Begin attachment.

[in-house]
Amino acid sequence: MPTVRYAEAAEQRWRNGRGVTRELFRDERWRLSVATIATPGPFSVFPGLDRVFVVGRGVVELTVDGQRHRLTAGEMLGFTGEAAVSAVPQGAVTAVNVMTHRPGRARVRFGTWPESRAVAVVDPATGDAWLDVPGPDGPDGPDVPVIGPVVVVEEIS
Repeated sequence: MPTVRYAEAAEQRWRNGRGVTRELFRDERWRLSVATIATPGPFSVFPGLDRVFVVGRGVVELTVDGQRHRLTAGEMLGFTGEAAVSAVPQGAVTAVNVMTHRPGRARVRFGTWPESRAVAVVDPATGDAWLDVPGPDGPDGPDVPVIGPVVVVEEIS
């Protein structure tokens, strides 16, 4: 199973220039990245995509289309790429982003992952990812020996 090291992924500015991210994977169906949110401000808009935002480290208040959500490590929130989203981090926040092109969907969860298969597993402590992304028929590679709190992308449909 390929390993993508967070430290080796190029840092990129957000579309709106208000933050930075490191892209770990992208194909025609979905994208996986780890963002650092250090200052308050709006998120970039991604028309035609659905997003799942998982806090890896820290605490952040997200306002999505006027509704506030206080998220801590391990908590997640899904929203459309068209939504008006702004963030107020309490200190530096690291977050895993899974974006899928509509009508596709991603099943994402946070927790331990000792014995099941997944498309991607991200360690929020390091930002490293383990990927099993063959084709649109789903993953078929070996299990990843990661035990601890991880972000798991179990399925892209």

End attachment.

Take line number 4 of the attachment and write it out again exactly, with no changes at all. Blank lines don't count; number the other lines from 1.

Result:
């Protein structure tokens, strides 16, 4: 199973220039990245995509289309790429982003992952990812020996 090291992924500015991210994977169906949110401000808009935002480290208040959500490590929130989203981090926040092109969907969860298969597993402590992304028929590679709190992308449909 390929390993993508967070430290080796190029840092990129957000579309709106208000933050930075490191892209770990992208194909025609979905994208996986780890963002650092250090200052308050709006998120970039991604028309035609659905997003799942998982806090890896820290605490952040997200306002999505006027509704506030206080998220801590391990908590997640899904929203459309068209939504008006702004963030107020309490200190530096690291977050895993899974974006899928509509009508596709991603099943994402946070927790331990000792014995099941997944498309991607991200360690929020390091930002490293383990990927099993063959084709649109789903993953078929070996299990990843990661035990601890991880972000798991179990399925892209």